The Australian federation says that what this transgender athlete now denounces had nothing to do with the preparation of the call for the World Cup. "There is a selection committee and I can confirm, as chairman of that body, that this issue of showers was not part of the discussions," says Bronwyn Thompson, secretary general of the institution, which refers to the confidentiality of meetings for not giving details about the reasons that led them not to include it in the list. Although he adds, yes, that the case is being analyzed by a court of the entity, also without providing more information.

“I wrote an email to Hannah when I saw a tweet from him after the selection was made public, but he didn't answer. He also had the right to appeal, and he did not, ”Thompson continues. "I didn't know I could appeal," the player acknowledges. "But for what? Who wants to be part of a team where they don't accept you? ”He asks.

Hannah Mouncey, practicing Australian football.


Hannah Mouncey, practicing Australian football. Getty

Hannah Mouncey, now 30, admits that it took her a long time to accept that she was different. “I was afraid. I admire young people very much that they don't care what people think of them, ”he says. She did not take the big step until 24. “I started the hormonal treatment when I returned in 2015 from the pre-Olympic tournament in Qatar. And, honestly, I shouldn't have gone, I was not well mentally, ”he says.

"He had the right to appeal and he did not," says the secretary general of the Australian federation. "Who wants to be in a team where they don't accept you?" She replies

Starting the medication meant leaving the competition for 12 months. At that time, your testosterone levels should be less than 10 nanomoles per liter, according to the rules of the International Olympic Committee. Gone is forever his career in the men's team, with which he had played 22 games. He debuted in 2012 against New Zealand and lived its climax in the 2013 World Cup in Spain. The team was a disaster (he lost all five duels with a balance of -142 goals), but the appointment served him, then still to him, to prove that "he could play at that level." Perhaps, he lived his best day against the Hispanics. “I remember seeing 10 years with Sterbik in the Sydney Games with Yugoslavia and there I was in that game. I don't know why, but it was my turn to match the end Victor Tomás. In an action he crashed into me and, in a recess, he approached me and told me that he was very strong and that he would not try again. ”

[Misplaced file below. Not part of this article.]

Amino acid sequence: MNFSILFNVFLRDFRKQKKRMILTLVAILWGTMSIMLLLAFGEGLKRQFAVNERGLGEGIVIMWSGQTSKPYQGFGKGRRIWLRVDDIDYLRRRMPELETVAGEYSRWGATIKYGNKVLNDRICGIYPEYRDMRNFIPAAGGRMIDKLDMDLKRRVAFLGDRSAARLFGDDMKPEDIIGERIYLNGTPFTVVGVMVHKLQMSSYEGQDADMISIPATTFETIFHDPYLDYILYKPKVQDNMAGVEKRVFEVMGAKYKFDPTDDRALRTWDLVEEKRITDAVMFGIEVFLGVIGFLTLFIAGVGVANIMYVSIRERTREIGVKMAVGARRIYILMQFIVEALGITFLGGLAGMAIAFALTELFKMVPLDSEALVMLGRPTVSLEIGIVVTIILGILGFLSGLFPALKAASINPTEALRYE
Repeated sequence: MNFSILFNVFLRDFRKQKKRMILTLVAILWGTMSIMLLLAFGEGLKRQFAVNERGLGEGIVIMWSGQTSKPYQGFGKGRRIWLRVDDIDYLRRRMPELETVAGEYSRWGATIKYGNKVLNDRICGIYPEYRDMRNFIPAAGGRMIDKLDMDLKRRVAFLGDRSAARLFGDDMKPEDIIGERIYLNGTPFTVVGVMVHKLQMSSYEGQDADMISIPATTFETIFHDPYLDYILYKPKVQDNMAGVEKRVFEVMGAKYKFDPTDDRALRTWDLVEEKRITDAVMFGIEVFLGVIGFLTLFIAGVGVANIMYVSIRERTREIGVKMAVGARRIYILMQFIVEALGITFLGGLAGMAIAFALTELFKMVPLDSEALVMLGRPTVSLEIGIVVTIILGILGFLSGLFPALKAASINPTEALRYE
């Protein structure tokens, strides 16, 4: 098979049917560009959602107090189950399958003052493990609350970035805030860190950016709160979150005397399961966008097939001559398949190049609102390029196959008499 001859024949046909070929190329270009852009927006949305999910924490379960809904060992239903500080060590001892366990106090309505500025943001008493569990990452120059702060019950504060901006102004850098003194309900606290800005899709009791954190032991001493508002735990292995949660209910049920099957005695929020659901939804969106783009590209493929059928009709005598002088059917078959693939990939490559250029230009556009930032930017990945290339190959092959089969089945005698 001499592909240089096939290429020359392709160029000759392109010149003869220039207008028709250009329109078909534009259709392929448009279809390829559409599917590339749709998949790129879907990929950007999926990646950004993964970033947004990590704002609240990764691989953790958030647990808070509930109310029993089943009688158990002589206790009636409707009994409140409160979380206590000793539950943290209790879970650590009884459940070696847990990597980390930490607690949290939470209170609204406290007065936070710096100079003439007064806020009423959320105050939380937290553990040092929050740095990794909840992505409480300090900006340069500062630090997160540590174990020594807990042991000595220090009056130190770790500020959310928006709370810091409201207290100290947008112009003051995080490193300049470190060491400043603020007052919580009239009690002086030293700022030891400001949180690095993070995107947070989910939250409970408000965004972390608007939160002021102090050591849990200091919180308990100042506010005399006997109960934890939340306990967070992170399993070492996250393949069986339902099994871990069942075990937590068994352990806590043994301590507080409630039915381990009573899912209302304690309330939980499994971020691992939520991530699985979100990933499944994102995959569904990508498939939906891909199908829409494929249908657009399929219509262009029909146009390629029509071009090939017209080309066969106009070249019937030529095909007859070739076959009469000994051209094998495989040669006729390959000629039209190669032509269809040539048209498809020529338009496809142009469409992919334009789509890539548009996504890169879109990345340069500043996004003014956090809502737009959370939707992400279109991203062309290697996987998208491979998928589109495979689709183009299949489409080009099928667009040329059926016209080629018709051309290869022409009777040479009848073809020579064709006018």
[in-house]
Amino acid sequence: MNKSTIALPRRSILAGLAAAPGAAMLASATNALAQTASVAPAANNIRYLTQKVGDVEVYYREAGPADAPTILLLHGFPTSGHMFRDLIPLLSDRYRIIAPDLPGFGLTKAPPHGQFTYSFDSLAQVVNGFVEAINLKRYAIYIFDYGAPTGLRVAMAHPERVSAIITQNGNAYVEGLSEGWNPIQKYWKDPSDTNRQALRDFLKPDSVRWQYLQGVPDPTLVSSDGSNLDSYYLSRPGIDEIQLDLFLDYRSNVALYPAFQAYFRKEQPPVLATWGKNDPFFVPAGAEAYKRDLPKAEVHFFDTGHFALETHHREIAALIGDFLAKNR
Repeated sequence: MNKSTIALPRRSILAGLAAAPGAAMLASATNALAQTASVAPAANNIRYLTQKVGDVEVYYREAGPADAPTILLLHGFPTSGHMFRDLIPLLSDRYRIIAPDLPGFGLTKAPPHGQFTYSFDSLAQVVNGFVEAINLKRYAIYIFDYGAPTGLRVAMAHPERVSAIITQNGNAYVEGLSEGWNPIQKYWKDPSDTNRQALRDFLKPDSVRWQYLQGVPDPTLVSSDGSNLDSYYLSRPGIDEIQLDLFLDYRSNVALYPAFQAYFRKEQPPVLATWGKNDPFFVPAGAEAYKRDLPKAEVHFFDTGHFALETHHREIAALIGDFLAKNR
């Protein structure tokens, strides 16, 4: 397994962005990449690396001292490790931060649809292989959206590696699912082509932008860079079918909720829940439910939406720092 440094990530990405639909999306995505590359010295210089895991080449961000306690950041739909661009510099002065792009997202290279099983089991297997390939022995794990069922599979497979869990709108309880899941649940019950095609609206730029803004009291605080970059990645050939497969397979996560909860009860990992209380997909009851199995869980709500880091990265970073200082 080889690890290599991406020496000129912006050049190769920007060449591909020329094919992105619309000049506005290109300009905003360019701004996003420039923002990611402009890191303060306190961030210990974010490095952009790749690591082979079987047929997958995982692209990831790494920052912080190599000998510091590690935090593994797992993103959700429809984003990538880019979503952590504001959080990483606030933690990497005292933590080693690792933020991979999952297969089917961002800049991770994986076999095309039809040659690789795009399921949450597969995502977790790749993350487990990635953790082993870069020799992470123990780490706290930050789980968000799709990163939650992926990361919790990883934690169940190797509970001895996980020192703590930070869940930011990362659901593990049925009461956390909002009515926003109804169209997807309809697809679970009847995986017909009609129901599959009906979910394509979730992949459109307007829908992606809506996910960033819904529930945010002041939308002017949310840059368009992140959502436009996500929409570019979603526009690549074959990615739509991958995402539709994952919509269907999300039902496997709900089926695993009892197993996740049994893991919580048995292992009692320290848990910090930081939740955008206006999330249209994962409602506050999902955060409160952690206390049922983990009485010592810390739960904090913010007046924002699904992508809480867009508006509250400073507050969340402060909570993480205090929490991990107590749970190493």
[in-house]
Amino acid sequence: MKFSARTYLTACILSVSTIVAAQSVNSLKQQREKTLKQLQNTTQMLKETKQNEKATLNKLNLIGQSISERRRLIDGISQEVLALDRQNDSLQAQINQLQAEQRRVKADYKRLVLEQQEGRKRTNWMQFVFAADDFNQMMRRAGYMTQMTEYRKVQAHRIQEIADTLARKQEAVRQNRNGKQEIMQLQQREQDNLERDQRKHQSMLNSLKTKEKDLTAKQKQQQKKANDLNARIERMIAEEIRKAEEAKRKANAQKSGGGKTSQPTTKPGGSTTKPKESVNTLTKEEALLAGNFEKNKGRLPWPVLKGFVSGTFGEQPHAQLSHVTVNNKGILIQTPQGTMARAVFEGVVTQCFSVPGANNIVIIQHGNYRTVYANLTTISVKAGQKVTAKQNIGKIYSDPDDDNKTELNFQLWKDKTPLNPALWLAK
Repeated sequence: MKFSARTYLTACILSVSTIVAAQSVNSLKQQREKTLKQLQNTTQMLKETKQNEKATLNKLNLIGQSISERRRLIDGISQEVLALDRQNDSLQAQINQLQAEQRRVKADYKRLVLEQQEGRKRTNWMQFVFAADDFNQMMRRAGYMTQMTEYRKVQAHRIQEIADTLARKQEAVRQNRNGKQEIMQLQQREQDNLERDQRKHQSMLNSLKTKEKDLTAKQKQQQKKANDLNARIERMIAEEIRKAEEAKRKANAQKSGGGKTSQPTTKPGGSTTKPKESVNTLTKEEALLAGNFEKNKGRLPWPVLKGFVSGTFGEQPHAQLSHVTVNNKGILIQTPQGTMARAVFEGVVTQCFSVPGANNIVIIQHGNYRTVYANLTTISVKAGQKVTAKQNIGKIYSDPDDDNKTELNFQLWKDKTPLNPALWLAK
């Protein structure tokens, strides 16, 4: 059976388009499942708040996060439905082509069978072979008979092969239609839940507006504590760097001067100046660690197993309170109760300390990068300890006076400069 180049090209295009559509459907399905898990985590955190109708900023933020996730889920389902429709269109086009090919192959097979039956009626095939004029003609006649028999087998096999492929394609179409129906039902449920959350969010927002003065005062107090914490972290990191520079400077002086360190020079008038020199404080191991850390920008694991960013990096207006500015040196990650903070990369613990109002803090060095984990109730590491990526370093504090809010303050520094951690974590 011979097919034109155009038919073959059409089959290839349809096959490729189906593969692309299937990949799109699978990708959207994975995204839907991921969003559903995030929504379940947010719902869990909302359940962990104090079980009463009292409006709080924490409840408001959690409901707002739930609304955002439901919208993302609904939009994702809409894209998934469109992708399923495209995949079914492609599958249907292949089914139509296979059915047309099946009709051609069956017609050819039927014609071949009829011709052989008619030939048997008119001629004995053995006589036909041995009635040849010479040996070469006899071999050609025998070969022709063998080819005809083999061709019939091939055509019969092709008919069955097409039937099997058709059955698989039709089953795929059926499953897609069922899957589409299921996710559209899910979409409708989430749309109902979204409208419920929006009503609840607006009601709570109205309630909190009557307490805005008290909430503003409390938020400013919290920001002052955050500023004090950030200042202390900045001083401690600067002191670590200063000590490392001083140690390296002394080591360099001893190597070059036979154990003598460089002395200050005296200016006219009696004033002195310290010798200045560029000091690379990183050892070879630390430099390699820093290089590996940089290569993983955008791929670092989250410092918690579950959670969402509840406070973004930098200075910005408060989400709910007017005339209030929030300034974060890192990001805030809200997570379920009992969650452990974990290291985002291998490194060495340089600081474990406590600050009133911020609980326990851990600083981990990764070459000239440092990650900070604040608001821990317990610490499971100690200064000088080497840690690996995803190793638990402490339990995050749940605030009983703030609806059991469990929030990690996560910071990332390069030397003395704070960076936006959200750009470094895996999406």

After that year of stoppage and under estrogen treatment "for life", he could return to the competition, but this time already in the female and very conditioned in his game for the loss of testosterone. "I am slower, less resistant and less strong legs," he says. That did not prevent him from premiering with the national team in December in the qualifying championship for this World Cup. And much less disentangled: 23 points in six games. Everyone now took their participation in the Japanese championship for granted, especially in such a weak team. But the deed has been unfinished. The same happened with Australian football, where he tried for mere fun, and was not allowed to play nationally. “It did not give the image they are looking for. They prefer smaller and more handsome, ”he concludes.